Despite his short legs and stout body, the ever-popular Basset Hound boasts strength and stamina to rival that of big dogs.
The good-natured and affectionate Basset Hound is patient with children and gets along well with other dogs. The loyal Basset is an exceptional scent-hound used to hunt small to medium-sized game, including rabbits, birds, fox and deer.
Despite his charming qualities, the Basset Hound is stubborn and strong-willed, which can make training difficult. Early, regular training and socialization from puppyhood can help overcome this obstacle.
Basset Hounds are easily recognized by their short legs, long, droopy ears, and soulful eyes.
The short legs and longer body move effortlessly, but the Basset is not necessarily fast.
12 to 13 years
Bassets can be a wide range of colours, including black and white; black, brown and white; black, tan and white; black, white and brown; black, white and tan; brown, black and white; lemon and white; mahogany and white; and red and white.
As moderate shedders, grooming Bassets several times a week will help keep it under control.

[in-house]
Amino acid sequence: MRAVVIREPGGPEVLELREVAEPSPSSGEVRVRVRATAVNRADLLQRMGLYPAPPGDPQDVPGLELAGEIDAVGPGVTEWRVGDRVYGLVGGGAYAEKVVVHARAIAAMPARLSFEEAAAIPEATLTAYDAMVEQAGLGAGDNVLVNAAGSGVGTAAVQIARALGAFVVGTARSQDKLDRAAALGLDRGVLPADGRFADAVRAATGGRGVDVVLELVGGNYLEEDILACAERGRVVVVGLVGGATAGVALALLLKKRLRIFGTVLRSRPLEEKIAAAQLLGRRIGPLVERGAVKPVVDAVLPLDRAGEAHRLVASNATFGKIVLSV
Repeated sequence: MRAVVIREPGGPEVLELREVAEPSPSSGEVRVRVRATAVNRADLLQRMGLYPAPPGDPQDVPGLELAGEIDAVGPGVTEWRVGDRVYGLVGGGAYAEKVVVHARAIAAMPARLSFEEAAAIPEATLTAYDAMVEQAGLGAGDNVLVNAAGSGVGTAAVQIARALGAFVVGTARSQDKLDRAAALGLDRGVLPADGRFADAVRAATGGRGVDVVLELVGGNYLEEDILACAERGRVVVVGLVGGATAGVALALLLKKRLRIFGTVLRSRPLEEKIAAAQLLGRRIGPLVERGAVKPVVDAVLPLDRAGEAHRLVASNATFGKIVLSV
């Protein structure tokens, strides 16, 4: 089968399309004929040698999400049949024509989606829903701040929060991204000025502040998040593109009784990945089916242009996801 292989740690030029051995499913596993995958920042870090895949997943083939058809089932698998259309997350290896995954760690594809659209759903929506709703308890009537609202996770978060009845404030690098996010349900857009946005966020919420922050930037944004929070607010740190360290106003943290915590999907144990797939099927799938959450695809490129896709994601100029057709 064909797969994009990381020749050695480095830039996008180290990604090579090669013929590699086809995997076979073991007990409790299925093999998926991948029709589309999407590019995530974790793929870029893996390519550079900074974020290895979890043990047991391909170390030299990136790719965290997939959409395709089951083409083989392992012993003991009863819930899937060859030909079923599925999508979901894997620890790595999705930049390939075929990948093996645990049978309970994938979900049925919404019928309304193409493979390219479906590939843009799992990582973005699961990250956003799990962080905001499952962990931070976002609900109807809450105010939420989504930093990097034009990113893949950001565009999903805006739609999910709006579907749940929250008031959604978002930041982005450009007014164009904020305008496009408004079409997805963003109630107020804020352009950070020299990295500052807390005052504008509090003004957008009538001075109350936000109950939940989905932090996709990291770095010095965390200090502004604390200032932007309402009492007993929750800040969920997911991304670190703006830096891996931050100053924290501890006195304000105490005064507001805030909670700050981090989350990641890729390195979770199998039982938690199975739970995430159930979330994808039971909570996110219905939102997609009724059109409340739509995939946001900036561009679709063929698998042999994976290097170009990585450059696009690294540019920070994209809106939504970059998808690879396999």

The Basset Hound has a high risk of obesity. He also has a higher risk for ear infections, hip and elbow dysplasia, bleeding disorders, glaucoma, hypothyroidism and luxating patella.
Responsible breeders screen their stock for such conditions to help produce the healthiest Bassets possible.
Adult Basset Hounds will do well on a complete and balanced dog food. Basset Hound puppies should eat a complete and balanced puppy food for their first year of life. Puppy food has all the essential nutrients Bassets need for their growth and development.
The Basset Hound hails from France and Belgium. The breed is thought to be a cross of older French breeds by friars. Bassets were bred to be scenthounds who could lead hunters by foot to prey such as rabbit and deer. Their accuracy as scent-hounds made them a popular breed among the French aristocracy.
The Basset Hound may have developed from genetic dwarf dogs from litters of French hunting hounds.
In French, the word “bas” means “low.”
It’s thought that Lafayette gifted George Washington Basset Hounds following the American Revolution.
A 1928 issue of Time magazine featured a story on the 52nd-annual Westminster Kennel Club Dog Show, written from a Basset Hound puppy’s perspective.